It's not just sarcasm, but I suspect humour generally is one of the few human emotions which isn't the same universally. Then again, I've had Asians say to me, "No, I do get the humour in that joke. Honestly. I just don't find it funny." (hey, I've had everyone say that to me. :D ).

But, it is fun introducing people to new humour:

My Vietnamese friend (rummaging through her pockets at the coffee machine): Do you have five cents?

Me: (preparing to play tired old routine not used since school): [looks theatrically through pockets] Yes, I do. Thanks. [cheesy smile]

My Friend: [confused pause] Erm... could I hav... **lightbulb** BWAHAHAHAHAHAHAHAHA!!!!!

People learning a new culture seem to be the most interesting case studies for humour.

I've also noticed in Chinese and Vietnamese comedies, whilst they tend to be slapstick (or I'm only getting the slapstick bits), when the fallguy gets knocked out, hit on the head with an anvil etc, he doesn't get up Wile E Coyote style. He just lies there terribly injured, real life style. I look around and see the Asians laughing their heads off, while I'm feeling a bit weirded out by it. These are good, decent people without an ounce of sadism in their makeup. That's something I think I'll never get.

kimera
11-26-2002, 12:22 AM
Asians do a lot more "word-play" then we do here. I know tons of japanese dirty jokes based on puns. Obviously, most of this does not carry over into english. My boyfriend is currently asleep, or I would have him post, because he is a great master of sarcasm and satire, one of the best I've ever met.

Urban Ranger
11-26-2002, 12:58 AM
Originally posted by TheLoadedDog
It's not just sarcasm, but I suspect humour generally is one of the few human emotions which isn't the same universally.

I disagree.

Irony, humour, etc. are language dependent. That is, something ironic in Chinese can't be directly translated into English for the same effect, and vice versa.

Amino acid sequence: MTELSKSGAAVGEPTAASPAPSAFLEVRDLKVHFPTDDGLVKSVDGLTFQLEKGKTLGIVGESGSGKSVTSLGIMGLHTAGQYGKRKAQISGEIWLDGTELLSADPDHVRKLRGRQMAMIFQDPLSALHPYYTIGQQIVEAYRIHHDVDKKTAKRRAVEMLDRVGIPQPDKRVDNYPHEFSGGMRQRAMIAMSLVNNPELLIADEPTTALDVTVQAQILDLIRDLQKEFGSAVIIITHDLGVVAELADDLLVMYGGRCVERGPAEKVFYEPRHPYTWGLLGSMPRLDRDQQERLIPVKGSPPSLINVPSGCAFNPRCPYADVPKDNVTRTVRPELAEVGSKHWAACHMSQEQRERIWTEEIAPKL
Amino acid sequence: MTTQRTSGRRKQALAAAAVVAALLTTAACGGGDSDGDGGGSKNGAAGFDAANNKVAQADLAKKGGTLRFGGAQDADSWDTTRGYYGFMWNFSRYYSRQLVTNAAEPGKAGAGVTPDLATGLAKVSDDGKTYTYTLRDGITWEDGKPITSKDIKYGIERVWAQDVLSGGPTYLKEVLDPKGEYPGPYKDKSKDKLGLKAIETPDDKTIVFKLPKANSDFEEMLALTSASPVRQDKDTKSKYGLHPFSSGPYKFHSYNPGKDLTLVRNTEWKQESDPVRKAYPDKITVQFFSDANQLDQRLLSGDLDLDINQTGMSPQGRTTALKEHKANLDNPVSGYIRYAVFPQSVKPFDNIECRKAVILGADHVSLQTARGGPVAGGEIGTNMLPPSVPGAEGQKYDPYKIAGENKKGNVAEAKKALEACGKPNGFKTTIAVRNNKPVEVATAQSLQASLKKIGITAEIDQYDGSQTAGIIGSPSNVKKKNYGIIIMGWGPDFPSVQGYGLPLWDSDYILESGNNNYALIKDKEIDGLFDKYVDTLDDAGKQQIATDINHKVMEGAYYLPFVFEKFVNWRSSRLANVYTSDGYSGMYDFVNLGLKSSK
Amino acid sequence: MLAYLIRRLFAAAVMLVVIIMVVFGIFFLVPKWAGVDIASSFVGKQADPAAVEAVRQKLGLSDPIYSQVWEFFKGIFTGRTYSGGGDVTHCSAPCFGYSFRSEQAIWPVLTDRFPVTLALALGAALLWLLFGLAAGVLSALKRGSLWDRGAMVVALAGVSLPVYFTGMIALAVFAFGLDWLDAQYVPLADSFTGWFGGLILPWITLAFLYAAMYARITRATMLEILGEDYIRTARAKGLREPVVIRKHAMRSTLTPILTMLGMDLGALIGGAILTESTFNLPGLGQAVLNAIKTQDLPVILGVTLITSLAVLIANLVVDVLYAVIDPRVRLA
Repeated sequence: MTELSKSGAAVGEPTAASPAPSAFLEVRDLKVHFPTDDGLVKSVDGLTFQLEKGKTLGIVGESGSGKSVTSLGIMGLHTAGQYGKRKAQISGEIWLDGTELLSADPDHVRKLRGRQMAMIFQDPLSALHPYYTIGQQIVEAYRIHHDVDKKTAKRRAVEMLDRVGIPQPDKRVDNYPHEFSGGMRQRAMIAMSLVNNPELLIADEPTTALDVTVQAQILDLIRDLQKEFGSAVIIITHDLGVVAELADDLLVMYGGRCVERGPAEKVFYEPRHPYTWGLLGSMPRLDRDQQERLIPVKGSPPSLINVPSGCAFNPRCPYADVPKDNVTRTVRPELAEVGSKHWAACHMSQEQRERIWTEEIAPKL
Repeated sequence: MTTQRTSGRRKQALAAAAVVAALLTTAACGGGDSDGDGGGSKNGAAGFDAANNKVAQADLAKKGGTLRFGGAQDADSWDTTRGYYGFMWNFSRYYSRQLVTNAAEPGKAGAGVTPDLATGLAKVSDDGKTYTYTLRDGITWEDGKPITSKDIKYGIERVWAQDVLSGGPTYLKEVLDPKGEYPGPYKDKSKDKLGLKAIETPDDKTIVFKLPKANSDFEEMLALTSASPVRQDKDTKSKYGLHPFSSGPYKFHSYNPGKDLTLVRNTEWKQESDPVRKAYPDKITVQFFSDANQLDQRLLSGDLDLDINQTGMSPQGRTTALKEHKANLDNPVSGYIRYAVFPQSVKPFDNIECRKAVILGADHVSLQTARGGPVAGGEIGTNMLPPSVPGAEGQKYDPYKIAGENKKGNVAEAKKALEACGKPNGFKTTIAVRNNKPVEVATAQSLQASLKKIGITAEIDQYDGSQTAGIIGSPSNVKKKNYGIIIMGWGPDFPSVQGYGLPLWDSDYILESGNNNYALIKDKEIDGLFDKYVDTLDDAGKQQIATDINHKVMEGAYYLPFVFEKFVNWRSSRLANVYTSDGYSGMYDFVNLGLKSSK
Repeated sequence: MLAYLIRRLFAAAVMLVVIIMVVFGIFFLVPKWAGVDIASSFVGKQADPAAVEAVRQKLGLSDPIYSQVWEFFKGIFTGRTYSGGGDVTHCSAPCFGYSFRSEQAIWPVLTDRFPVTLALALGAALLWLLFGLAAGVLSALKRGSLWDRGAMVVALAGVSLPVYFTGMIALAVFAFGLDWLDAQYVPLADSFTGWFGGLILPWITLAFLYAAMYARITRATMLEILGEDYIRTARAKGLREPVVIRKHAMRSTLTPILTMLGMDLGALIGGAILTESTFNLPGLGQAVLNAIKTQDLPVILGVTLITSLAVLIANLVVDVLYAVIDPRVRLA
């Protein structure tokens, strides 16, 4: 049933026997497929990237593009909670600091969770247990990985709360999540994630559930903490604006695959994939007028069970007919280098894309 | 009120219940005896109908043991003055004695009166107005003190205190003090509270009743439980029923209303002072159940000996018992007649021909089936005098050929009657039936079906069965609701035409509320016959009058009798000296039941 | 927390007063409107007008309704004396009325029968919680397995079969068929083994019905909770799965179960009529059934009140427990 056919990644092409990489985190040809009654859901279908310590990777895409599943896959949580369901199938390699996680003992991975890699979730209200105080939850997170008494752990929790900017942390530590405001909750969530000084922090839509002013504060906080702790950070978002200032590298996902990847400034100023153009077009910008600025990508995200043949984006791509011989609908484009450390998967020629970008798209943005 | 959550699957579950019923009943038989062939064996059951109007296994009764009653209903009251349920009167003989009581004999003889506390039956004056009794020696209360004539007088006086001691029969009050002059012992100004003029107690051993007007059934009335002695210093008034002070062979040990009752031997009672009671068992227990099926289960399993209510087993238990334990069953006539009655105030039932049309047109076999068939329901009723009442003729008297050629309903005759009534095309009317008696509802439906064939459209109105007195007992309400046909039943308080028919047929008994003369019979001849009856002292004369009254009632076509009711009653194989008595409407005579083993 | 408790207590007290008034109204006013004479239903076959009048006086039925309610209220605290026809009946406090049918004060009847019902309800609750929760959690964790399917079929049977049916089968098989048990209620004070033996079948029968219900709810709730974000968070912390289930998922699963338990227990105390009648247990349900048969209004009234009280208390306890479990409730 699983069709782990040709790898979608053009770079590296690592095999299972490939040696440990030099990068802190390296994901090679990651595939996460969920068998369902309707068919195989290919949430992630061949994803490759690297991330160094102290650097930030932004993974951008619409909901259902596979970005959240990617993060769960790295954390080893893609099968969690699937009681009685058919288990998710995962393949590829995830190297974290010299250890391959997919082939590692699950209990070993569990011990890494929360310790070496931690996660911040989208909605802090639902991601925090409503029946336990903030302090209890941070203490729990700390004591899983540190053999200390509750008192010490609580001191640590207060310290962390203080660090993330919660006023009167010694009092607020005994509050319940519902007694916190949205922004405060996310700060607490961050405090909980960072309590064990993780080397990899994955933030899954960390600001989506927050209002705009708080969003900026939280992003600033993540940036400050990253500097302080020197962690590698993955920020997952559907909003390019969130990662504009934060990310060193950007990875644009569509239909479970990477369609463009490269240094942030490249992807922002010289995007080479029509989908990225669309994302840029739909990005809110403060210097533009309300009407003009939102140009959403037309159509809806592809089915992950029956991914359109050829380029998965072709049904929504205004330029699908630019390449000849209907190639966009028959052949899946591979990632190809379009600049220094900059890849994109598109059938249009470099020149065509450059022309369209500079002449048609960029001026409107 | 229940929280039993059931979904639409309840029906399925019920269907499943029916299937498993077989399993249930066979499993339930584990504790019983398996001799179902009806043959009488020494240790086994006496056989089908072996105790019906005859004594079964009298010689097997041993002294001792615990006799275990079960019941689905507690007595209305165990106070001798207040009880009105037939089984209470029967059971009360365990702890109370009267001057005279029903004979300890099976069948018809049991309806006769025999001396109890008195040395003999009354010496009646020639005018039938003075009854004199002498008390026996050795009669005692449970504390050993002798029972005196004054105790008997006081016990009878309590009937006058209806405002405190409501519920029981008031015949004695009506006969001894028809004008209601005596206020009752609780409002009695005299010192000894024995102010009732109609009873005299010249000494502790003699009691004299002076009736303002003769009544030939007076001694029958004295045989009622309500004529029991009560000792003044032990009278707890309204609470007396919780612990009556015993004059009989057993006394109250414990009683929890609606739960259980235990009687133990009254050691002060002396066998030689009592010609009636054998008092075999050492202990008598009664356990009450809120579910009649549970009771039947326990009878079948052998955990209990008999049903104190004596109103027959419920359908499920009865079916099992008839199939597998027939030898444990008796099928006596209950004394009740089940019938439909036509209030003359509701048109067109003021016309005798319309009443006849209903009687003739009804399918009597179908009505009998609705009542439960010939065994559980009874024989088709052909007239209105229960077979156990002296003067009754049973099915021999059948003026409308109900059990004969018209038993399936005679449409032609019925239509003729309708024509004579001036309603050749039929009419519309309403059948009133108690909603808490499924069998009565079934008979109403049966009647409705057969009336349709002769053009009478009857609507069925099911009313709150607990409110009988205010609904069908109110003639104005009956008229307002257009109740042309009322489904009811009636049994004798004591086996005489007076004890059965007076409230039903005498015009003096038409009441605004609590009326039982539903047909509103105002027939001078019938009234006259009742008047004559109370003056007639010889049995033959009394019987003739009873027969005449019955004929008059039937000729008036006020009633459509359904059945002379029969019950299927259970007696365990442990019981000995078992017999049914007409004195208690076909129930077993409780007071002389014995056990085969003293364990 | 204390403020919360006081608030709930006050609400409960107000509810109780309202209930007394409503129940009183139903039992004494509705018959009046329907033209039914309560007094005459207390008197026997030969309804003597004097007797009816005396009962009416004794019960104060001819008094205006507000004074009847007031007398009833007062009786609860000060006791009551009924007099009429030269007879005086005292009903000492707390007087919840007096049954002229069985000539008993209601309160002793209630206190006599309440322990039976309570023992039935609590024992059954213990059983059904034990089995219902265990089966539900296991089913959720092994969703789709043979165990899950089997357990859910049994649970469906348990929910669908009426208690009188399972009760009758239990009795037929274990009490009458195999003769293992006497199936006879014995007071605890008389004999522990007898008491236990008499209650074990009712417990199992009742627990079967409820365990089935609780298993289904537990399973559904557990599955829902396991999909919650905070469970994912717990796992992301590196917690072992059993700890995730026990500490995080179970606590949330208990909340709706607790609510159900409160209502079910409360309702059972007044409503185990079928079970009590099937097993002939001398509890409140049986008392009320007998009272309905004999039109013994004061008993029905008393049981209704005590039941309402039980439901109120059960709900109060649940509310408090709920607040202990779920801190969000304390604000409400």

Just because somebody can't do it in English doesn't mean he can't do it in his own native tongue.

astro
11-26-2002, 12:54 PM
Getting opinions on both sides of the issue.

If (as some claim) Asian languages heartily embrace the concept of sarcasm, how specifically do Asian people(s) express sarcasm with respect to word use / linguistic structure, or is western style sarcasm not the same conceptual animal as asian style sarcasm?

kasuo
11-26-2002, 01:09 PM
Originally posted by TheLoadedDog
I've also noticed in Chinese and Vietnamese comedies, whilst they tend to be slapstick (or I'm only getting the slapstick bits), when the fallguy gets knocked out, hit on the head with an anvil etc, he doesn't get up Wile E Coyote style. He just lies there terribly injured, real life style. I look around and see the Asians laughing their heads off, while I'm feeling a bit weirded out by it.

Hey, that seems kinda funny. Although this looks more like one of the types of comedy where people laugh at other people's misfortune.

China Guy
11-27-2002, 06:44 AM
Jesus h christ, Asians can be incredibly, bitingly sarcastic. Just cause they don't get the joke in English doesn't mean they don't get the joke in their native language. Actually, my Japanese skills are not really good enough to pick up on sarcasm. Nonetheless, my Chinese skills are, and this is an acerbic group. I'm pretty dang sarcastic myself, and my Chinese counterparts just howl when they figure out I'm being sarcastic rather than dense or saying the "wrong" word.

F. U. Shakespeare
11-27-2002, 08:04 AM
A colleague of mine was born in Hong Kong and emigrated to the US when he was six. He is Ivy-league educated, and his English is better than that of most native-born Americans (he also speaks five other languages besides English and Chinese).

For years, he and I have repeatedly disagreed over his contention that sarcasm is a bad, unclear form of communication.

Admittedly, it may be that his definition of sarcasm differs from mine: he understands and enjoys what he calls 'irony'.

Without getting into a big bruising debate on the formal distinction thereof, his take is roughly this:
_____________
'Irony' example:

A: "That's a nice piece. Who wrote it?"
B: "Johann Sebastian Bach".
A: "Oh. I think I've heard of him".
________________

'Sarcasm' example:

A: "If this stock rises like it did last year, I'll be able to retire
in January!"
B: "Oh, I'm REALLY sure that's gonna happen".
______________________________________

What he disdains as sarcasm seems to have a mindless, combative, spiteful element in the exchange.

Anyone else fit this description?

Eidolon909
11-27-2002, 08:11 AM
Ex-Pat in Korea...

Koreans know what sarcasm is, they just don't use it, not in their humour or in personal situations. Because its false sincerity and thats generally not considered a nice thing.